Space is open for business! Funding and support from The European Space Agency

Is space technology on the radar for your business? The European Space Agency’s Business Applications could be the ideal platform to help launch your concept.

ESA Business Applications offers funded support programmes to help businesses integrate space data and technology into commercial services.

Put simply, think of ordering a takeaway on popular mobile phone apps like Just Eat. This platform uses satellite technology from space to track location and get your food to you. It is this space data which is changing and simplifying business, not to mention our everyday lives on earth.

Whether you’re developing a mobile phone app, or work in industries from construction, to the insurance sector or lifestyle industry, businesses big and small, space applications could fuel your business.

The European Space Agency’s team are looking for innovative ideas which use space assets like human spaceflight technologies, satellite communication, satellite navigation, earth observation and space weather.

Does this sound like something your business could use support with? Then ESA Business Applications could have the support you need.

If you have an idea for space technology in your business, you can apply for ESA Business Applications support and funding anytime through their open call system. There are also regular opportunities for competitive tenders which follow specific themes. You can find out more about the application process here: https://business.esa.int/how-to-apply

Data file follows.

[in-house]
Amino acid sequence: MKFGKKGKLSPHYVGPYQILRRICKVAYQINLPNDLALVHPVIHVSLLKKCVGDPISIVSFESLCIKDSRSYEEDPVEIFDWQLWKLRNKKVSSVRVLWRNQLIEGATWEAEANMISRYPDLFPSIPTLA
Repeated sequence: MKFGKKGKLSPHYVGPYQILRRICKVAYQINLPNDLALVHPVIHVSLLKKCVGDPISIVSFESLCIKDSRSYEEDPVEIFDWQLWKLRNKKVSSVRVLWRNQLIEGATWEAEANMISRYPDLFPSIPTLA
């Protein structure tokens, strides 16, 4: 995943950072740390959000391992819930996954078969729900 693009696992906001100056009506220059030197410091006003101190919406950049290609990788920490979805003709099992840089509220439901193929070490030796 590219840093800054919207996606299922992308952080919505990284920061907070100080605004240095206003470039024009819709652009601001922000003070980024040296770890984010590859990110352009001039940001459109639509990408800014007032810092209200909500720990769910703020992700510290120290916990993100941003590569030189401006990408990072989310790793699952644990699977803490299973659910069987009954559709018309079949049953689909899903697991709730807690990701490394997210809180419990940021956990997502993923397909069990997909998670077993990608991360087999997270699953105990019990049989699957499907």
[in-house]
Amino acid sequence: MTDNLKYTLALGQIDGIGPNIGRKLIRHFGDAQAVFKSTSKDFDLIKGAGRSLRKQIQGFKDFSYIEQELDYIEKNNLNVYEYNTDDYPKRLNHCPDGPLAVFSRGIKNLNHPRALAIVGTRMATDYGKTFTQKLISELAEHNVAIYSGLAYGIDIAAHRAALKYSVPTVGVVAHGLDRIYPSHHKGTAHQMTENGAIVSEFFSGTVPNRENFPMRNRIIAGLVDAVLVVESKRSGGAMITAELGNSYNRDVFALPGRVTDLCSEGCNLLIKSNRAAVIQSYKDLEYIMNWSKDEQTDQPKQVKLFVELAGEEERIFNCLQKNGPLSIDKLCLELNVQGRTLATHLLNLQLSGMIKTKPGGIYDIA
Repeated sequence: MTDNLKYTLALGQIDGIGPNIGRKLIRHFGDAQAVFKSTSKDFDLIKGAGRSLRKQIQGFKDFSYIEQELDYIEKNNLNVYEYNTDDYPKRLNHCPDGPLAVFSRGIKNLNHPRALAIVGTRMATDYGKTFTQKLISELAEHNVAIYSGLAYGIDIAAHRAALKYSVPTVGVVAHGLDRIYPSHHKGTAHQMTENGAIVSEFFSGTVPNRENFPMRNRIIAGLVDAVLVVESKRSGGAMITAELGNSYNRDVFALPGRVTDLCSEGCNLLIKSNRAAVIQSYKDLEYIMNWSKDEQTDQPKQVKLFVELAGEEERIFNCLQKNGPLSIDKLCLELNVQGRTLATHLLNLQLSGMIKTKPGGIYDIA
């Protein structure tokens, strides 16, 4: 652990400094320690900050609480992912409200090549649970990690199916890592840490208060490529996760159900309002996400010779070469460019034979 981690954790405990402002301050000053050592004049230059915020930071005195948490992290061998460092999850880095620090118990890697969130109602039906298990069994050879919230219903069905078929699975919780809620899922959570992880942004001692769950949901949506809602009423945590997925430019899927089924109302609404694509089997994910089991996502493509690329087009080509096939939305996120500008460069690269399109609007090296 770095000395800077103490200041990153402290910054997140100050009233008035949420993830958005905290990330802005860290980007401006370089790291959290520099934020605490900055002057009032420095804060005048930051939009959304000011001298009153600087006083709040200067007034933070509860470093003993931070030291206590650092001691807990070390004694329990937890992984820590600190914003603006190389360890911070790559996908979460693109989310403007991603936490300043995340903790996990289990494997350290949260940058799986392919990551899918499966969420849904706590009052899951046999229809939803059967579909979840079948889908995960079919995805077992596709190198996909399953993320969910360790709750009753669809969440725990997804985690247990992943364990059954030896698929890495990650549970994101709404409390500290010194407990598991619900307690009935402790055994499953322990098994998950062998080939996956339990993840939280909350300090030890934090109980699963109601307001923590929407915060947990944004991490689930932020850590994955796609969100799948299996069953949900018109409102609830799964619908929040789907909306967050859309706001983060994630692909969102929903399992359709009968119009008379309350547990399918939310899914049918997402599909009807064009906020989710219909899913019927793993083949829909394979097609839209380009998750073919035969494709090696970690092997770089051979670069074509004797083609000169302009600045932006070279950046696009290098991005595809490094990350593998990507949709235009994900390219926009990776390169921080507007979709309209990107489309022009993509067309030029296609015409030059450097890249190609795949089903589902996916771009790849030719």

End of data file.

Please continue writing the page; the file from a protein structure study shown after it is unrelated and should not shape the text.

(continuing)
If you’d like to find out more about what space has to offer for your business, then why not join the European Space Agency’s Business Applications Regional Ambassador for ‘Your Business Powered by Space’ – a free event to introduce you to how your business can utilise space and what support is on offer for you.

Taking place on Thursday 13th June, 9am – 5pm at Concorde Hangar in Runway Visitors Park, Altrincham. Full event details can be found here: https://www.eventbrite.co.uk/e/your-business-powered-by-space-tickets-56640768062

For more information, you can contact the ESA Business Applications Regional Ambassador (North West England & North Wales), Alan Cross by e-mail via  alan.cross@stfc.ac.uk.

Tuesday, May 7, 2019

In the Media: Enterprise Hub addresses enterprise gender gap across Liverpool city region

In its first phase The Liverpool City Region Enterprise Hub helped more than 6,000 would-be entrepreneurs, 60% of them women, and is now looking to step up that effort. Tony McDonough reports for LBN
Enterprise Hub
Sara Burgess, left, and Joanne McCormick, founders of ‘child-friendly’ Liverpool hair salon, Ava & Harrison

Investing in more women-led businesses could boost the UK economy by £250bn, a report claims, and Liverpool city region’s support programme for fledgling entrepreneurs is doing its bit to the address the enterprise gender gap.
Published in March, The Rose Report revealed that just 6% of UK women run their own businesses, compared with 15% in Canada, almost 11% in the US and more than 9% in Australia and the Netherlands.
Since launching the Enterprise Hub in Dec 2015, a single-door access point to advise and support people who had started, or had ambitions to start, their own business, The Women's Organisation have supported women led businesses to access more than £1.7m in business finance.